Genealogy Archive Work of Many Peoplen Society Celebrates 30 Years |

By Pauline Masson

Pacific Missourian Editor

The local genealogy society celebrated its history with a giant birthday cake and a trip down memory lane at the Tri-County Senior Center last week.

Formed in 1987 after publication of the book, “Roots,” raised family history awareness, the Meramec Valley Genealogical and Historical Society reached a 30-year milestone Nov. 30.

“Before ‘Roots’ was published people were interested in genealogy, but it was the genealogy of famous and important people,” said Sue Reed, MFGHS founder and former Pacific librarian. “After ‘Roots’ ordinary people started showing up at the library looking for help with family history.”

From the outset, organization leaders realized that to collect histories on Pacific families it would require reaching into neighboring communities.

“Actually the Meramec Valley stretches from Steelville to where it meets the Mississippi,” Reed said. “People had family connections to residents of nearby communities.”

The organization would amass an archive of obituaries, family histories, community history and historic photographs of Pacific area (Meramec Valley) families.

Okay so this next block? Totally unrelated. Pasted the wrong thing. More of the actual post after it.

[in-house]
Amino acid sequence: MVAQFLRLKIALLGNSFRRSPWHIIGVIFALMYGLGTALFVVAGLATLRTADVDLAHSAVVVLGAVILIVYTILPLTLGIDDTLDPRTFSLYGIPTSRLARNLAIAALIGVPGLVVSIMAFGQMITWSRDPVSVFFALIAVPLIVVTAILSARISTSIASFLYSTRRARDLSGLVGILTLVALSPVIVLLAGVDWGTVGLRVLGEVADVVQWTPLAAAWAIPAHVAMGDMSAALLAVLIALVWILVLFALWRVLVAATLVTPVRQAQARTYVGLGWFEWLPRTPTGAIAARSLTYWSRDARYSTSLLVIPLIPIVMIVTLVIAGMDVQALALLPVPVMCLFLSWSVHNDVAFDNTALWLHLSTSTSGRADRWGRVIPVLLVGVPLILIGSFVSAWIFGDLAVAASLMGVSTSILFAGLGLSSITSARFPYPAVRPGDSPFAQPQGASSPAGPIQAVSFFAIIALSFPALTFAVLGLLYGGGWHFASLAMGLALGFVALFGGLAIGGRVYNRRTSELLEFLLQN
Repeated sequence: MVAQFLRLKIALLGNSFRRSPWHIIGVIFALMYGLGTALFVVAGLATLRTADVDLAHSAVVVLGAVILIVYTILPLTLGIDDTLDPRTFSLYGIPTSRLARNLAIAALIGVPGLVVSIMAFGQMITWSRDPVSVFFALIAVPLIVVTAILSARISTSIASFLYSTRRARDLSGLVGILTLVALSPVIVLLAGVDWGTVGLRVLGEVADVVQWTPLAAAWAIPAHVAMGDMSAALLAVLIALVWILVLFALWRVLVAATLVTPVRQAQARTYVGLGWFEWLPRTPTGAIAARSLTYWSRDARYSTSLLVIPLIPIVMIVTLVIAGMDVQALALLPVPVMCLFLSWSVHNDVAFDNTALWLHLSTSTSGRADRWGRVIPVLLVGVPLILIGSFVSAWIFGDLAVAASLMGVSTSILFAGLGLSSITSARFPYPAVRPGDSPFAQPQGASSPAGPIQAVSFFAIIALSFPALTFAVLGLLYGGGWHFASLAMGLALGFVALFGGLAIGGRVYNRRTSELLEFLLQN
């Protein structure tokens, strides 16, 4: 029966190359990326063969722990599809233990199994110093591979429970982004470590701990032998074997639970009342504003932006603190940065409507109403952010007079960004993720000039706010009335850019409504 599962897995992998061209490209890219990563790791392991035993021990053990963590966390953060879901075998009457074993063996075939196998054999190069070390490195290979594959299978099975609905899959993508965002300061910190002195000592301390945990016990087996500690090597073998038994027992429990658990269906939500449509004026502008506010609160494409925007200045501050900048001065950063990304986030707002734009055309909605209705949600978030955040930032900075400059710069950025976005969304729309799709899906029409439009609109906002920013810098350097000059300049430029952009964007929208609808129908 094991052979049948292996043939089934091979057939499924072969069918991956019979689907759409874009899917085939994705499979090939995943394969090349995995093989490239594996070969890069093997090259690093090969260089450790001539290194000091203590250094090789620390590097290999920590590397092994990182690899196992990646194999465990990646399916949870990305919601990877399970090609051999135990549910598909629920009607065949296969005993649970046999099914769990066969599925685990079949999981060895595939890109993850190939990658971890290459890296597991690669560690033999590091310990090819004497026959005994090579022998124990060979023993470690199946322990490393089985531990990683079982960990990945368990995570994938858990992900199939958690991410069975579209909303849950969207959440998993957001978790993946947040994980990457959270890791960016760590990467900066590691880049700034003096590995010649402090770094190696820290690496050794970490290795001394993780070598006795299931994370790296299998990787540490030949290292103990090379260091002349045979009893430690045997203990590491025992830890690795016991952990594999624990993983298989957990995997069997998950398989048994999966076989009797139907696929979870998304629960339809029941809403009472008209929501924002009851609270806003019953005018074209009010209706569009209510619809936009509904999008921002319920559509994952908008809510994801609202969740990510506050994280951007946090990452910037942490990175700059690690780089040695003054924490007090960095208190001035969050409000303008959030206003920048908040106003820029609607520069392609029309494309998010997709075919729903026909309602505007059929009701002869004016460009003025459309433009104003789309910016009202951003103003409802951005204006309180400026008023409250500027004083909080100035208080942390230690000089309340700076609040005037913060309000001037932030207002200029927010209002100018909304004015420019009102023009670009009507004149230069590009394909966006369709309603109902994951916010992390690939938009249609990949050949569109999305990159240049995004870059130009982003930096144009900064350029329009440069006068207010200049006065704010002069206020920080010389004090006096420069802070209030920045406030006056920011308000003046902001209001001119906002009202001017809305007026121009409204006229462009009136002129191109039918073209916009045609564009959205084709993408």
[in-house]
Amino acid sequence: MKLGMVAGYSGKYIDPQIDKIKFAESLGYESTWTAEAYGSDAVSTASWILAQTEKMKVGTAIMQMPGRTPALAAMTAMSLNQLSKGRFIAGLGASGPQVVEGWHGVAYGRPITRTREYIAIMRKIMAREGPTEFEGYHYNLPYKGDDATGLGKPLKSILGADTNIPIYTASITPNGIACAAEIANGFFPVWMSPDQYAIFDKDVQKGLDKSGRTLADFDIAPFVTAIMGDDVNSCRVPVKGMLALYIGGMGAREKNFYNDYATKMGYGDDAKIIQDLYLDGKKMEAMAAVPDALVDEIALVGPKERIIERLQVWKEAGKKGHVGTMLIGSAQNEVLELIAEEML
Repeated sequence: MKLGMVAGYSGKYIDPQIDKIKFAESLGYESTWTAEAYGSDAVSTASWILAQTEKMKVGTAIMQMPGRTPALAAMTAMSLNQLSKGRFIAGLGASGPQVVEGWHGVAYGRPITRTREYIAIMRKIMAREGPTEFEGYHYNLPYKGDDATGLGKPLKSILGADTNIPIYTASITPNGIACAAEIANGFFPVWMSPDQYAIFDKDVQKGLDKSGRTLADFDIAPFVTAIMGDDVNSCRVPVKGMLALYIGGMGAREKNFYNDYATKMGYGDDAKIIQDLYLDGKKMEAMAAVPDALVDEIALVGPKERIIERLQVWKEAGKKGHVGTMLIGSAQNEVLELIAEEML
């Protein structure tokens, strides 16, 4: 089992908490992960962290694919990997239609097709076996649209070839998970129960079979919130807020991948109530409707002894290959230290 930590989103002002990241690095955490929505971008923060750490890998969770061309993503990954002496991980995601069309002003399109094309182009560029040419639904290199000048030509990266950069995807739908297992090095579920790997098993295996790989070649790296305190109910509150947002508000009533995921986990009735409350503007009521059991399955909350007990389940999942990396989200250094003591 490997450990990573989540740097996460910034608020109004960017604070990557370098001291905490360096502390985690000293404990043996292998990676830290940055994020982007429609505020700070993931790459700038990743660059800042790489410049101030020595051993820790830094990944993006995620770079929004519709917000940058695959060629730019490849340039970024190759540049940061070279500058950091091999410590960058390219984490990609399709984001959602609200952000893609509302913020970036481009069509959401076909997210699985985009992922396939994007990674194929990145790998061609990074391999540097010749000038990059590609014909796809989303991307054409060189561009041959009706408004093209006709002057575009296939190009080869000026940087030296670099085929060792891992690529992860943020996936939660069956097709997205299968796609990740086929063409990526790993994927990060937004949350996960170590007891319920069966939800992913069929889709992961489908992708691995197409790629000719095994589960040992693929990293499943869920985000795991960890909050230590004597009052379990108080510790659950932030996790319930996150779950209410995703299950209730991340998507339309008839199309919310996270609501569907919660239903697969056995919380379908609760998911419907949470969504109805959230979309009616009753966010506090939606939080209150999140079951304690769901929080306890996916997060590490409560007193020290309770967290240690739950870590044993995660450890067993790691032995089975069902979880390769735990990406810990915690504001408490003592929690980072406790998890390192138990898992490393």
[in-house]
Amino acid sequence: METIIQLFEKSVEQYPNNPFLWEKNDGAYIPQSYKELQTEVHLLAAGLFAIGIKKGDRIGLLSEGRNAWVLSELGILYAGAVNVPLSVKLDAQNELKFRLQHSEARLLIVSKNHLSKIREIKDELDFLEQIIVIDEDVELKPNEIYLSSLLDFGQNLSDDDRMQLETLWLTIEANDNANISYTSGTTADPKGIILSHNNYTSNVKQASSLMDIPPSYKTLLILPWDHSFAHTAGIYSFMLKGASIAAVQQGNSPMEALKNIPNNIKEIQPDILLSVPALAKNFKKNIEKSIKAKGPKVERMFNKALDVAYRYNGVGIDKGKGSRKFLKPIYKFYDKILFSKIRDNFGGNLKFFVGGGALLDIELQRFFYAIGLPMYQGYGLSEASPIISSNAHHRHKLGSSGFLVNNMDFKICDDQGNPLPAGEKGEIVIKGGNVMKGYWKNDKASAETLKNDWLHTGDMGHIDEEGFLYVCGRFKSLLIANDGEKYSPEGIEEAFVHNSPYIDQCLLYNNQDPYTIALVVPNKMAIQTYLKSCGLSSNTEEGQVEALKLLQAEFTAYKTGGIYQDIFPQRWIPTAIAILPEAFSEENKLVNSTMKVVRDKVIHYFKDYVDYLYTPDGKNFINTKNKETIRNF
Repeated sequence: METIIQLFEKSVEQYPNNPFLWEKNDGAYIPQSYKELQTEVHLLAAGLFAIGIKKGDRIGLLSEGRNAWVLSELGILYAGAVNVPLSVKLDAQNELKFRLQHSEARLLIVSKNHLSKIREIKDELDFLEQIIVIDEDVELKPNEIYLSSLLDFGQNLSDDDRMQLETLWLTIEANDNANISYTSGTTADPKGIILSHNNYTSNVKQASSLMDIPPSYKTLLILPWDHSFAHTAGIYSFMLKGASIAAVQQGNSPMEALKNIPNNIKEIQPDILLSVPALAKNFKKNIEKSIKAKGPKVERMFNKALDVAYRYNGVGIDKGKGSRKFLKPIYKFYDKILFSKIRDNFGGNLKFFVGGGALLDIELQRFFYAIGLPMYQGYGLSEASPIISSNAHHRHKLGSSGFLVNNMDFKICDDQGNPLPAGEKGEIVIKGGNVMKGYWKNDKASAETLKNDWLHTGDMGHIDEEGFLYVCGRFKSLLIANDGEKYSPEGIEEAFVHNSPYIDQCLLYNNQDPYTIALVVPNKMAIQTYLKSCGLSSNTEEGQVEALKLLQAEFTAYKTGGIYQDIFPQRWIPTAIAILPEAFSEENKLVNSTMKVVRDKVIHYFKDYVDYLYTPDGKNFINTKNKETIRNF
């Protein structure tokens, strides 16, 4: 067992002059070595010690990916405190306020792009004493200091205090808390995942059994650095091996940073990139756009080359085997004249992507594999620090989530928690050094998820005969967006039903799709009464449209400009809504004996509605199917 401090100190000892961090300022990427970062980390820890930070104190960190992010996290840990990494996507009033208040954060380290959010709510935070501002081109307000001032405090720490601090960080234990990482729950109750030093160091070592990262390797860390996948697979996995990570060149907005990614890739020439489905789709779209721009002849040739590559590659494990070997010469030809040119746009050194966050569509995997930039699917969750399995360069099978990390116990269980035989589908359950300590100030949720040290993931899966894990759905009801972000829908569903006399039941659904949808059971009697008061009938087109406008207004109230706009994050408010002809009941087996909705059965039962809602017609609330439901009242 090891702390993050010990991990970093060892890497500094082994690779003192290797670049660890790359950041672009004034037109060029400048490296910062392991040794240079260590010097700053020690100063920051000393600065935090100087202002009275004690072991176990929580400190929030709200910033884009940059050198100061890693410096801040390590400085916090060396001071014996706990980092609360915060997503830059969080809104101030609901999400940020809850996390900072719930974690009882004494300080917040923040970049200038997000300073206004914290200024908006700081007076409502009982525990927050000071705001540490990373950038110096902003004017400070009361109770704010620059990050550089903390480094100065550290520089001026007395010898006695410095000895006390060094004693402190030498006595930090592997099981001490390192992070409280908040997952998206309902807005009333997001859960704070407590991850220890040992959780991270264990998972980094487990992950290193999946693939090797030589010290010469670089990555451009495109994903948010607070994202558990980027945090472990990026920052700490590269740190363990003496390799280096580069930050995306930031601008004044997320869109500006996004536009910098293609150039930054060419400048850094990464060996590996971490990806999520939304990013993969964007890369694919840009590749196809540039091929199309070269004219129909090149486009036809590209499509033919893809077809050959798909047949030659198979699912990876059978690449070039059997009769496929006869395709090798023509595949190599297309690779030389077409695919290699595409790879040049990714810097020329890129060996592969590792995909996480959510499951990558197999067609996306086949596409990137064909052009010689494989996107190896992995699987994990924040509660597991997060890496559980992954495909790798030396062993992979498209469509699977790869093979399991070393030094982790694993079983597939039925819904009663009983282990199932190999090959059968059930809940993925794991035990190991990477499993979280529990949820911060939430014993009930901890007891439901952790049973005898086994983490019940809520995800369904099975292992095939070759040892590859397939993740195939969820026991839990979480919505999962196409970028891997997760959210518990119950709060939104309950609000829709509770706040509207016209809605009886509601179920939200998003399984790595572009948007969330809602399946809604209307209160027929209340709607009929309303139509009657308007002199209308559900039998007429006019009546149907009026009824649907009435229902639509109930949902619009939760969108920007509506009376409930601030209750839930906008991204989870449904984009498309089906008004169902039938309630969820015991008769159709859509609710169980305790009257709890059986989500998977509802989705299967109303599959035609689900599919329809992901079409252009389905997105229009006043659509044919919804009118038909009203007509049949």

Reed, who still sees herself as the MVGHS information officer, narrated the birthday celebration program, identifying the contribution of many individuals to the society’s archive.

Each Tuesday morning, when Reed and other volunteers gather at Pacific City Hall office to clip obituaries and file news articles people show up looking for information on their families.

“We still get lots of requests for local family history,” Reed said.

Beginning with the formation of the society with Neil Brennan as the first president, Reed and Chris Niemoeller presented a list of society officers and members who each brought their unique collections to the archive.

Jeff Ryan and Nellie Mueller, the second and third presidents, were present for the presentation.

“Everything started with collecting obituaries,” Reed said.

Then, Orton Lynch and Roger Jarvis created a map of the city cemetery that identified grave locations and the names and dates of death of deceased.

“The map was available at the library, which was a huge step forward in helping genealogy searchers,” Reed said. “Before Orton and Roger’s work you just had to go up and walk through the cemetery to find a grave.”

The late Edna Myer…

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